Coming back to work after a long break is strange. Whilst the environment and your colleagues are comforting and familiar, the business may have changed and your role requirements might be different too. If you have come back part-time, you may have the added issue of less time in the week to get the work done.
1. Take Stock
Try and find some time in the first week to have a meeting with your manager to re-evaluate your workload and establish what your key priorities are now. Give yourself time to ease back into your role and find out what has changed before you take on new projects. Allow yourself to miss your children but don’t give in to guilt. If you didn’t want to come back to work but were forced to by necessity, try and find the positives in the situation, like more income for your family and pride in the job that you do (see point 3 below).
2. Plan your life
It will take several weeks for everyone in the family to adapt to the new routine. Your children will be adjusting to the new childcare arrangements (even if they are being cared for by family members, it may take a while for them to settle and realise Mum or Dad is not on call), and you may have to negotiate pick-ups and drop-offs with each other so you are not always the employee coming in slightly late or having to leave slightly early.
Planning is key. Keep a monthly calendar on the wall so you can spot problems coming – the dentist appointment, health visitor check, the day nursery is closing early – and plan accordingly. Negotiate with your boss. You might have to take holiday to make the appointment, or you might be able to make up the time another day. Keeping your employer informed and giving early notice of issues helps, especially if you can offer solutions at the same time.
3. Take pride in your work
Work can sometimes feel like a relief. You are not just ‘Mum’ or 'Dad'. You can have adult conversations without being interrupted, eat your lunch without being interrupted, use the bathroom… you get the idea, all the little things that you used to take for granted before your children arrived. Plus, with work (or study) you can engage your brain again and it can feel good to fire it up and solve problems.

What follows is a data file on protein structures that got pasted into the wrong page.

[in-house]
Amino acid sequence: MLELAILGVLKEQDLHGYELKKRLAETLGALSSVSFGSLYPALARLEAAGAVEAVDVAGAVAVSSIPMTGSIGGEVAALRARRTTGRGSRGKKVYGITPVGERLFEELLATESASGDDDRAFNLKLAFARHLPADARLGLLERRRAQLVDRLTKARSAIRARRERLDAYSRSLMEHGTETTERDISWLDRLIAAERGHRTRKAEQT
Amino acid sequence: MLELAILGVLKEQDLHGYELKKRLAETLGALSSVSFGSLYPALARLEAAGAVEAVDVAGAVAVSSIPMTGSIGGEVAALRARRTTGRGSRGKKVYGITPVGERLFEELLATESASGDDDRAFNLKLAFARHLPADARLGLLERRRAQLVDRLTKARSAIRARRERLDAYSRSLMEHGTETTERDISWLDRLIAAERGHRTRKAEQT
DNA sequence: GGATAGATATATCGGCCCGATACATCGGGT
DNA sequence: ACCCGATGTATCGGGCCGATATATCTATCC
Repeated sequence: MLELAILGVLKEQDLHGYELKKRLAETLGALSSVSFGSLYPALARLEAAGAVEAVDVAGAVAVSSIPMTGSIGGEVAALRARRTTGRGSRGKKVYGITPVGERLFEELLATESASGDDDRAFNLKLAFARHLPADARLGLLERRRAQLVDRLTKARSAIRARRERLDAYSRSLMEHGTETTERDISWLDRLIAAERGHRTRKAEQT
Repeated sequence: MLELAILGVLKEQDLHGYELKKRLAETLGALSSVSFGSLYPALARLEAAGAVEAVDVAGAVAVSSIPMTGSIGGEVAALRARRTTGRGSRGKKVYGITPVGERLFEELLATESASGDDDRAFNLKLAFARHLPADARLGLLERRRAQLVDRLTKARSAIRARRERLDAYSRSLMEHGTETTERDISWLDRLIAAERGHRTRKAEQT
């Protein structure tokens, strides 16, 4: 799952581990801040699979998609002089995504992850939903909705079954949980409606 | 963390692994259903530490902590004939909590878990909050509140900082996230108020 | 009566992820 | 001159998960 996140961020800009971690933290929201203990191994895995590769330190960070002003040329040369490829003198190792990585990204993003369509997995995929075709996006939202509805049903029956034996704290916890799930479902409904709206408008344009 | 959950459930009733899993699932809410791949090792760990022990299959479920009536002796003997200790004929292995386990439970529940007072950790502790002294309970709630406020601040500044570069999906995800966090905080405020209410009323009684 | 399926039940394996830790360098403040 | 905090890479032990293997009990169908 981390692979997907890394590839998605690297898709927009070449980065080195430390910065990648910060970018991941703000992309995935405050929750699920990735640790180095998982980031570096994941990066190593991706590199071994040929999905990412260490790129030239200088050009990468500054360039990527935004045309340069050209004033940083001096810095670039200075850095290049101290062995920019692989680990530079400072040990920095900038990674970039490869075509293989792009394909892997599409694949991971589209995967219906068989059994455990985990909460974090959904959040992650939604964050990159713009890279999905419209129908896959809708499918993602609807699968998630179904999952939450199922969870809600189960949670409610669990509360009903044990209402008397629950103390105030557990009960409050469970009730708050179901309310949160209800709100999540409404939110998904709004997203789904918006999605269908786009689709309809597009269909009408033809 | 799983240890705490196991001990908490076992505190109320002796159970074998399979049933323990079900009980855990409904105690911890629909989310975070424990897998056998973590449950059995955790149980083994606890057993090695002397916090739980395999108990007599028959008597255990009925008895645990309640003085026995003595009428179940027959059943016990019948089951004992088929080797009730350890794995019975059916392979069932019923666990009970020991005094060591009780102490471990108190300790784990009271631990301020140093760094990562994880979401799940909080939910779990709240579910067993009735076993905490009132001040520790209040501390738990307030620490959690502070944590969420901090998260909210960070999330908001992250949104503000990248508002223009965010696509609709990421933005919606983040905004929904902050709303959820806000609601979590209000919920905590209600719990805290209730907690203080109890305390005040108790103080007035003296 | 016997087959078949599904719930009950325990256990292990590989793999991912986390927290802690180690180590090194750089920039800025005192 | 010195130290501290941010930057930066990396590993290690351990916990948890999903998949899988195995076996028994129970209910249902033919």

A manual job can be a joy because of the sense of achievement that can come with it. Something as simple as stacking shelves in the local supermarket can give a real sense of purpose and reward, (that is often missing when raising young children), because it is a manageable and achievable task. At the end of the day, you can look at the labour you have completed and think ‘I did that’, whereas, with small children, it can often feel as if you are left looking at all the things you were unable to do instead!
4. Make time for yourself
Work, home, study, home, work, home, don’t forget the importance of giving yourself some space away from it all if possible. This is where having a helpful friend or nearby family who can babysit is vital. The best way to stay sane when juggling the demands of holding down a job or studying whilst also looking after your family, is to remember to look after your own needs as well and take a break now and then.
It doesn’t have to be long but it does have to be a complete break, one hour a week, minimum, where you can do whatever you want and feel completely guilt free about doing it, be it sitting somewhere you love and reading a book of your choosing (not a textbook), catching up with a friend or going for a run.
The added benefit in giving your mind a rest, is that it can sometimes surprise you with solutions. This is a good tip when anything is bothering you or you can’t get past a problem: stop, take a break, forget about it entirely and when you come back, you might find you’ve come up with an answer you couldn’t see previously.
Nothing will destroy you like sleep deprivation. It can be hard to hold down a job or study for an exam, if you are completely exhausted from looking after a small child or two. So sleep when you can, use your network again (partner/friends/family) to help share the load if you haven’t slept for three nights straight because of a sick child. You can always return the favour later and be a lifeline for another parent trying to hold it all together.
6. Be present
When you are at home with your children, be there. Switch off from work and if studying, put the books away. Quality time is very different from quantity time and short bursts when you are fully engaged with your children can be very rewarding. The bedtime routine is an obvious opportunity to reconnect if you work a 9-5, but it doesn’t have to be this. If you work shifts, find another window, maybe an hour in the morning around breakfast when you are not rushed and they are not tired and you can give them your undivided attention.
Finally, as I said at the beginning, holding down a job or studies whilst juggling parenthood can be the toughest job there is. If you work, remember the positives of being employed and the benefits it can bring you and your family. If you are studying, focus on your end goal and where it can take you. At the end of the day, put both in a box and enjoy your family, whilst giving yourself a break now and then because goodness knows, you deserve it!